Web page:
Learning the tricks of the trade

Learning the tricks of the trade

Two local magicians taught Young Post's Junior Reporters how to perform some simple but cool tricks

juniorreporters0326.artgicc6aps.1hkstpexplorethemagicofscienceimg1701.jpg

Junior reporters Henry Lui and Vera Ho try to balance a can, with help from "G".
Junior reporters Henry Lui and Vera Ho try to balance a can, with help from "G".
Photo: John Kang

juniorreporters0326.artgicc6aps.1hkstpexplorethemagicofscienceimg1700.jpg

(From left) Jocelyn Chan, Henry Lui, Vera Ho, Lyndon Fan and Kevin Chiu with magicians Herman and "G" (centre).
(From left) Jocelyn Chan, Henry Lui, Vera Ho, Lyndon Fan and Kevin Chiu with magicians Herman and "G" (centre).
Photo: John Kang

juniorreporters0326.artgicc6aps.1hkstpexplorethemagicofscienceimg1689.jpg

Magician "G" demonstrates an easy optical illusion trick for our junior reporters.
Magician "G" demonstrates an easy optical illusion trick for our junior reporters.
Photo: John Kang

Local magicians will perform amazing tricks and explain how they work every Sunday until April 21, as part of the "Explore the Magic of Science" show at Hong Kong Science Park.

Our junior reporters went to the opening day on March 16 and learned a few tricks of the trade.

Chained up

Who doesn't love magic? Magician "G" (real name Eugene) taught us a few tricks, most notably how to drop a ring and have it looped inside a chain at the end of the fall.

To our dismay, when G revealed the secret, we learned that the "magic" was really a simple law of physics rather than a "supernatural" event. The trick is to bump the ring with your middle finger as it's falling, so it spins in midair, causing it to tangle up with the chain.

G showed us how it was done, but it took us some time before we got the hang of it. It was a bit frustrating at first, but then we realised that magic can be very addictive.

Vera Ho and Henry Lui


The leaning can of Hong Kong

We learned how to "magically" make a soda can stand on its edge. The trick is simple enough - you just have to drink half the soda!

When the can is half-empty, place it on a flat surface and tilt it to a 45-degree angle so that it stands on the groove at the bottom of the can.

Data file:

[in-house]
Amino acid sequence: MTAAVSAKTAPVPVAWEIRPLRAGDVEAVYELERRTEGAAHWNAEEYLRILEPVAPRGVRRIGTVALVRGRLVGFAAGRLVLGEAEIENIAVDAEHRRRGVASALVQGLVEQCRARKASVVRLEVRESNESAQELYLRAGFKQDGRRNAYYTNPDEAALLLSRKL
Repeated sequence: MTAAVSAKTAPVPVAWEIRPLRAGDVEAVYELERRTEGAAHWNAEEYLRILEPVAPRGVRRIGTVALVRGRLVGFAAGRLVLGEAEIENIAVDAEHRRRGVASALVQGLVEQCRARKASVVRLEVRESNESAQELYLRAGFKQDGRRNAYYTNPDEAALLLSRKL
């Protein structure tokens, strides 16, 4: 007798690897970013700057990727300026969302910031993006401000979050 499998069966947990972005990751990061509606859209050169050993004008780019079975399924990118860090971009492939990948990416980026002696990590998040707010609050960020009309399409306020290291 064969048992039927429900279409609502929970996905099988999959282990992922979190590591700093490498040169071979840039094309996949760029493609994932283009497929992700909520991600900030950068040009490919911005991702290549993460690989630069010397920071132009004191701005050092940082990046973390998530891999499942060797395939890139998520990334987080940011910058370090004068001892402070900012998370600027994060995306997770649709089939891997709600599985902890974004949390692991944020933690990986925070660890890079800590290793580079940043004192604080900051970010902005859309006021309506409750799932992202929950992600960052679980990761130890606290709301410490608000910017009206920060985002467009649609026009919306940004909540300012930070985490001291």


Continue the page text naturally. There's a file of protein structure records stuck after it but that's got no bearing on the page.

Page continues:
If you fail, you need to take a couple more sips. You might have to try it a few times before you can find the right balance.

With enough trial and error, you can have the can standing still even when tilted, like the Leaning Tower of Pisa!

Sticky fingers

Hold a playing card with your thumb on the middle of the card's back and the side of your index finger on the other side. Then press your two fingers together; at this point, you should be able to lift the card up with just your thumb - meaning there's nothing to hold the card on the other side. You can even wave the card around with just your thumb attached to its back. The reason for this is that when you're inserting a force into the card, it creates a momentum which allows the card to defy gravity and stick to your thumb.

Jocelyn Chan and Lyndon Fan


Making a dollar

We took a plastic plate with black and white patterns on each side, and taped a HK$1 to one side. At the beginning of the trick, we showed the audience the side of the plate without the coin. Then we spun the plate in a circular motion at high speed. This causes the black and white pattern to create the illusion of a grey dot to the audience.

Once we stopped spinning the plate, we showed the audience the coin, making them think it had grown out of the grey dot created while the plate was spinning.

Kevin Chiu


For more information about "Explore the Magic of Science" and other Hong Kong Science Park events, click here

This article appeared in the Young Post print edition as
Learning the tricks of the trade

Comments

To post comments please
register or